With our reviews, we lead the discussion about what is valuable and why.
Our writing team covers exhibitions and performances in Philadelphia and elsewhere. We also cover books and movies. We look, take notes, ask questions and listen. We take pictures, make video and audio recordings. We think about what we see and have opinions. And we write our hearts out, every day.
Descendants of trash pickers and connoisseurs of the found object, wearing overalls and hard hats, and “interrupting the waste stream,” the RAIR artists turn trash into artwork of one sort or another, and challenge our perceptions of the discarded.Read More
Hornick wants to take us on a voyage through the collection that is both physical and spiritual, asking us to participate in her own mystical and shamanic experience of the paintings and sculptures of the Barnes.Read More
The five nominees for short live action films showing at the Ritz at the Bourse don’t waste much time getting down to business, starting with the French entry, “Ennemis Interieurs,” directed by Selim Azzazi. The fictional story is set during the Algerian civil war (1991-2002) and at a time when French citizens on French soil were being targeted by terrorists. The two main characters of the film, known simply as the Applicant and the Interrogator (both from Algeria), enact an interview for French citizenship. If you ever have been through an interview for citizenship in the west–and I am speaking from experience–there aren’t too many pleasant moments in which you feel like you are welcome during the interrogation about your background, name, or religion.Read More
With the charming exception of Disney-Pixar’s avian mini-adventure, “Piper,” this year’s Oscar nominees for best animated short film is a mixed bag of tales of whimsy, nostalgia, coming-of-age, tragedy, and personal loss. Whether it’s an existential crisis of a girl in “Blind Vaysha” or the unrequited affection and generosity of a friend in “Pear Cider and Cigarettes,” all nominees offer a personal vision and emotional subtlety that vary in tone, style, subject and inspiration.Read More
The absurdities that Magritte quietly broadcast are possible in this and any universe; meaning, one realizes, is ultimately in flux. But Berger and Magritte charge the viewer with the responsibility of working out the real, and ultimately that which is critical and consequential. How to do that, how to decode reality? Perhaps only with our greatest tool and its full arsenal of flavors: language. Language, which got us in trouble to begin with.Read More
Art that wants to be small – how intriguing. But isn’t it a strange notion, one that you would probably not consider unless you were thinking about extremes of size?
I want to say that art works (or not) based upon a myriad of factors, size being only one of many. But here we have eighty-five works of art — a multiplicity of viewpoints, media and materials – that actually work well together and, for reasons that I think are idiosyncratic, want to be small.Read More
By controlling the atomizer, the thing that makes paint into microscopic droplets, the street artists were fighting the atomization of modern man. It was a rebellion against the psychic colony—f–k your copy! It’s what EKG touches on his “Technologies of Human Nature,”a wall-sized hierarchical chart created on black paper with orange oil sticks. He attempts to summarize street art’s ideological foundation, when he writes “bomb the semiotosphere!”Read More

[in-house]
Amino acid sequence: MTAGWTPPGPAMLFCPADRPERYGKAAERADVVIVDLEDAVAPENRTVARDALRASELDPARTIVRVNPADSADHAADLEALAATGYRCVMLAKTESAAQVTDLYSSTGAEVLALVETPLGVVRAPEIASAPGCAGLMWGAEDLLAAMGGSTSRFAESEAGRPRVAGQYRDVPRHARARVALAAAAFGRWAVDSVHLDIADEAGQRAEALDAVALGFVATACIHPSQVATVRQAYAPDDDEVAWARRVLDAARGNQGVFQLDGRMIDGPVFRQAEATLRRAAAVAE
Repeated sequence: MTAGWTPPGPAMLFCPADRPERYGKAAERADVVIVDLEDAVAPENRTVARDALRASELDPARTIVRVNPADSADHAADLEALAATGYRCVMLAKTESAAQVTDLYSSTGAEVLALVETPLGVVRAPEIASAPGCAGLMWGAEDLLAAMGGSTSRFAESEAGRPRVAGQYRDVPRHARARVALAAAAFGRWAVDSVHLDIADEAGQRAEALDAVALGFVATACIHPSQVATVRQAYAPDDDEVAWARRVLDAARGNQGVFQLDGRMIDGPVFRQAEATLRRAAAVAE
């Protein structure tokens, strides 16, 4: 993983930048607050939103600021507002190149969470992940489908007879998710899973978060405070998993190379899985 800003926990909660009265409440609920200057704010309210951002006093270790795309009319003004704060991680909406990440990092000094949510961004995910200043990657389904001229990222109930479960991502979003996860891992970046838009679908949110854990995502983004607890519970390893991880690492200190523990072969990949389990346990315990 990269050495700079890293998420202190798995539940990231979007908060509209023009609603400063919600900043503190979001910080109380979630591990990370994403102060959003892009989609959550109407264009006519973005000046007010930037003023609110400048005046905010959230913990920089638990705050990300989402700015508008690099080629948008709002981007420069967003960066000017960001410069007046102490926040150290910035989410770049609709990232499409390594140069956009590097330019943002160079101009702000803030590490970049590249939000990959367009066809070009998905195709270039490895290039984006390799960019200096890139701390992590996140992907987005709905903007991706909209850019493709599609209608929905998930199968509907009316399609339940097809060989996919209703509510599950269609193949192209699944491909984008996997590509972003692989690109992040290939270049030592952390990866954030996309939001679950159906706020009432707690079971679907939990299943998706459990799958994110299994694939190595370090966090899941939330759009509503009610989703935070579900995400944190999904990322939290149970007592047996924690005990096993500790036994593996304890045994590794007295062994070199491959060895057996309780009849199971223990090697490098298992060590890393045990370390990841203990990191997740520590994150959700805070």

Although there were a few paintings and photos on display, the focus of Philadelphia Renaissance is the art of the collage. At first glance, the works assembled on the northern wall of the gallery appear to be similar in style and palette. But upon close scrutiny the individual signature styles of the various artists became apparent.Read More
Epic Tales from Ancient India is the thinkiest show I’ve seen here in years. It is no less than an introduction to the literature and history of India. The literature and history in the subcontinent’s various languages is concealed on the back of miniatures but this forced on me my second most favorite activity, viz., research.Read More
Entitled The Artist Need Not Suffer, the exhibition quickly forces you to wonder how tongue-in-cheek the title is. Paternoster’s work is an unsaturated foray into anxiety, self-doubt, introspection, and dissatisfaction with the human condition… all of which seems suspicious considering the title.Read More
In contrast to the typical fear associated with this day, the Daedalus Quartet embrace it wholeheartedly, using the day itself as inspiration for their sold-out concert program of mostly new works in the Penn Museum’s Chinese Rotunda (co-presented by the Penn Music Department and Bowerbird).Read More
What Kallat seeks to explore in “Covering Letter” is a near miss between two of the 20th century’s most influential minds. This juxtaposition of these two is a near-collision of worlds, east and west, right and wrong, peace and war. One had spoken and maybe one had listened. The viewer is left with this—what could have been, what could be.Read More
The film captures the mood of sorrow and pain, and the quest for freedom, that has always marked the plight of the refugee, and which surely marks the tragic plight of the 65 million people who recently have been forced to leave their homes around the world. It is well worth five minutes of your emotional time.Read More
Through a slow reveal of subtle color relationships, sophisticated tonal shifts, contrasting glossy and flat surfaces, and carefully articulated edges, Belcourt masterfully explores the figure ground relationship in her paintings. This formalist play is not a new device in painting, but her commitment to this approach in an age when appropriation is ubiquitous is unique.Read More